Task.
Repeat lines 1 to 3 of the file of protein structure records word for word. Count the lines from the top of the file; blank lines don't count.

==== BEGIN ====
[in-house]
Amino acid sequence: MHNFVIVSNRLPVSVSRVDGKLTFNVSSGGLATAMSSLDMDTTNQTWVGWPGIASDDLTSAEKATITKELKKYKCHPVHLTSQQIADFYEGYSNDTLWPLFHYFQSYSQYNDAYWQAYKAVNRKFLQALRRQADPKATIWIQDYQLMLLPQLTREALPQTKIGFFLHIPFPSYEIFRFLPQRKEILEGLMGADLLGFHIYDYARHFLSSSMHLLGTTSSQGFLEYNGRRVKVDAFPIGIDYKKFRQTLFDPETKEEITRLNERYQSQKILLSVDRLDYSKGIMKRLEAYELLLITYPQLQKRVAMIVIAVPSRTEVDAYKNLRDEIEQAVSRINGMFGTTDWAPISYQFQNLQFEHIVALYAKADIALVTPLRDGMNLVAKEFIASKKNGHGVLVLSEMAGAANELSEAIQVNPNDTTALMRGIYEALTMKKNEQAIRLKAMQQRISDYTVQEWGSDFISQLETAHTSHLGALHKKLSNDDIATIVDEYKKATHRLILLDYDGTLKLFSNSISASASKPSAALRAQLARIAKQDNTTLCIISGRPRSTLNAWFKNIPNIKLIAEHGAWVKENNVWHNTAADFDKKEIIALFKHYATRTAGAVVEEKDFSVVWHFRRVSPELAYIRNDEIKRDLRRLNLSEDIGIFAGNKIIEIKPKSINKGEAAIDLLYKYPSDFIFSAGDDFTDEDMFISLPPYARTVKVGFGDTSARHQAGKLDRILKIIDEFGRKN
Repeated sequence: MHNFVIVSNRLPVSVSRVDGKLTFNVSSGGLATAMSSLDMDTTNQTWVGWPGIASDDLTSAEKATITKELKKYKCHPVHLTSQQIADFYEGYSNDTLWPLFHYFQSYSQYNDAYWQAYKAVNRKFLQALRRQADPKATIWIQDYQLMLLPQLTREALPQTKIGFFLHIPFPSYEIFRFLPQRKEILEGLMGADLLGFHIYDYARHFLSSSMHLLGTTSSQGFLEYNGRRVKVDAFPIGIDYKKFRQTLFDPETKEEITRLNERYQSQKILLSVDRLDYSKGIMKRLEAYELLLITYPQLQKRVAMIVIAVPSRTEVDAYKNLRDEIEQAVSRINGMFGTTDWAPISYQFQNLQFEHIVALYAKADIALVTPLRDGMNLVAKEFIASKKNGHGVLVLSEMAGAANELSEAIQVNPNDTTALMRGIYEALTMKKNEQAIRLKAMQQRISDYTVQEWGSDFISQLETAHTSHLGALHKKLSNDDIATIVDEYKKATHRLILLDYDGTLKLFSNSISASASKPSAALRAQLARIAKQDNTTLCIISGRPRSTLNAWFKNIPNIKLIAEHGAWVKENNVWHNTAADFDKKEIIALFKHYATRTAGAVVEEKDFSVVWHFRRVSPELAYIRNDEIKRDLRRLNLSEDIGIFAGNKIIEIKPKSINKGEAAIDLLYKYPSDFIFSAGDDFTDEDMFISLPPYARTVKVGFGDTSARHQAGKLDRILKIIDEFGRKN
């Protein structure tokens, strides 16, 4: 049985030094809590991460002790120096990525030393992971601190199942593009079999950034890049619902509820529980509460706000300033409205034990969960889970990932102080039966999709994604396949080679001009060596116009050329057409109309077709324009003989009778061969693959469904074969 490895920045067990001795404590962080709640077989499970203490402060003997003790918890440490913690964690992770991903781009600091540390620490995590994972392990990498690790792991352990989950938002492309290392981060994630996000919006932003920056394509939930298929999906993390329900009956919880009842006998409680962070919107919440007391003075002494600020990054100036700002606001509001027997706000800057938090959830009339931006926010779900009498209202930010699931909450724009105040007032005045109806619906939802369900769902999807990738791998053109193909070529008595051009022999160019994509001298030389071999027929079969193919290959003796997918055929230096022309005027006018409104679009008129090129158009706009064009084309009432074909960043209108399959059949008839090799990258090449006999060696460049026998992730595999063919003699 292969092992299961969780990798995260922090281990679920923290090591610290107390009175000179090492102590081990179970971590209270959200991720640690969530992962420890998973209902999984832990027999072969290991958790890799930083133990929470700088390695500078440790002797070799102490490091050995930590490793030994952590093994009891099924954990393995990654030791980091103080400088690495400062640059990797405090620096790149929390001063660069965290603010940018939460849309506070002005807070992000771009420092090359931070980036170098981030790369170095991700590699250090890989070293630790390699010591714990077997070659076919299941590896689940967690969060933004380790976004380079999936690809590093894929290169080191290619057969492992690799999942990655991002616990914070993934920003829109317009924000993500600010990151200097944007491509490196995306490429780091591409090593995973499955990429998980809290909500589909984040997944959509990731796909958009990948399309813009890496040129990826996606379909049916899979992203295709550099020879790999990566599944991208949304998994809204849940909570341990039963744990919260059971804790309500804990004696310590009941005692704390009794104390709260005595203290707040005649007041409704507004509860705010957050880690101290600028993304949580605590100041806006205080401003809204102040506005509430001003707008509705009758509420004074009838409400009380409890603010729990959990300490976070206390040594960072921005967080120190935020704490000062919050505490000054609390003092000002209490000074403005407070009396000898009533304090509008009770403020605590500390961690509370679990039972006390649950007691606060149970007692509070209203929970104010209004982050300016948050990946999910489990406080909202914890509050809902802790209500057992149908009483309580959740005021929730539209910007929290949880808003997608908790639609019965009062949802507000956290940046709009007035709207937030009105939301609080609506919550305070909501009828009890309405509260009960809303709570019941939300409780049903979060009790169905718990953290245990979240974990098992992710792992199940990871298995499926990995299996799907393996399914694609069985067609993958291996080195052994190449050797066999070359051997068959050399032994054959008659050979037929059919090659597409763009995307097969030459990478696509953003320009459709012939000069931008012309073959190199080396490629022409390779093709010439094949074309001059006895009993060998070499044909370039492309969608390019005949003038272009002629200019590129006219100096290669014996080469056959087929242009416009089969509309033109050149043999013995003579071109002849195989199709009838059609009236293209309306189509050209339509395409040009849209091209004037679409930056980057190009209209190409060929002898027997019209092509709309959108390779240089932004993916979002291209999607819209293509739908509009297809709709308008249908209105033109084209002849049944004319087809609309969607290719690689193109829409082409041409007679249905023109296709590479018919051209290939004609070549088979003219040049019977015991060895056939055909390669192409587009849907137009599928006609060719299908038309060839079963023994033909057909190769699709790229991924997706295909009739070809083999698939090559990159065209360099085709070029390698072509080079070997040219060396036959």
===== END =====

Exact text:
[in-house]
Amino acid sequence: MHNFVIVSNRLPVSVSRVDGKLTFNVSSGGLATAMSSLDMDTTNQTWVGWPGIASDDLTSAEKATITKELKKYKCHPVHLTSQQIADFYEGYSNDTLWPLFHYFQSYSQYNDAYWQAYKAVNRKFLQALRRQADPKATIWIQDYQLMLLPQLTREALPQTKIGFFLHIPFPSYEIFRFLPQRKEILEGLMGADLLGFHIYDYARHFLSSSMHLLGTTSSQGFLEYNGRRVKVDAFPIGIDYKKFRQTLFDPETKEEITRLNERYQSQKILLSVDRLDYSKGIMKRLEAYELLLITYPQLQKRVAMIVIAVPSRTEVDAYKNLRDEIEQAVSRINGMFGTTDWAPISYQFQNLQFEHIVALYAKADIALVTPLRDGMNLVAKEFIASKKNGHGVLVLSEMAGAANELSEAIQVNPNDTTALMRGIYEALTMKKNEQAIRLKAMQQRISDYTVQEWGSDFISQLETAHTSHLGALHKKLSNDDIATIVDEYKKATHRLILLDYDGTLKLFSNSISASASKPSAALRAQLARIAKQDNTTLCIISGRPRSTLNAWFKNIPNIKLIAEHGAWVKENNVWHNTAADFDKKEIIALFKHYATRTAGAVVEEKDFSVVWHFRRVSPELAYIRNDEIKRDLRRLNLSEDIGIFAGNKIIEIKPKSINKGEAAIDLLYKYPSDFIFSAGDDFTDEDMFISLPPYARTVKVGFGDTSARHQAGKLDRILKIIDEFGRKN
Repeated sequence: MHNFVIVSNRLPVSVSRVDGKLTFNVSSGGLATAMSSLDMDTTNQTWVGWPGIASDDLTSAEKATITKELKKYKCHPVHLTSQQIADFYEGYSNDTLWPLFHYFQSYSQYNDAYWQAYKAVNRKFLQALRRQADPKATIWIQDYQLMLLPQLTREALPQTKIGFFLHIPFPSYEIFRFLPQRKEILEGLMGADLLGFHIYDYARHFLSSSMHLLGTTSSQGFLEYNGRRVKVDAFPIGIDYKKFRQTLFDPETKEEITRLNERYQSQKILLSVDRLDYSKGIMKRLEAYELLLITYPQLQKRVAMIVIAVPSRTEVDAYKNLRDEIEQAVSRINGMFGTTDWAPISYQFQNLQFEHIVALYAKADIALVTPLRDGMNLVAKEFIASKKNGHGVLVLSEMAGAANELSEAIQVNPNDTTALMRGIYEALTMKKNEQAIRLKAMQQRISDYTVQEWGSDFISQLETAHTSHLGALHKKLSNDDIATIVDEYKKATHRLILLDYDGTLKLFSNSISASASKPSAALRAQLARIAKQDNTTLCIISGRPRSTLNAWFKNIPNIKLIAEHGAWVKENNVWHNTAADFDKKEIIALFKHYATRTAGAVVEEKDFSVVWHFRRVSPELAYIRNDEIKRDLRRLNLSEDIGIFAGNKIIEIKPKSINKGEAAIDLLYKYPSDFIFSAGDDFTDEDMFISLPPYARTVKVGFGDTSARHQAGKLDRILKIIDEFGRKN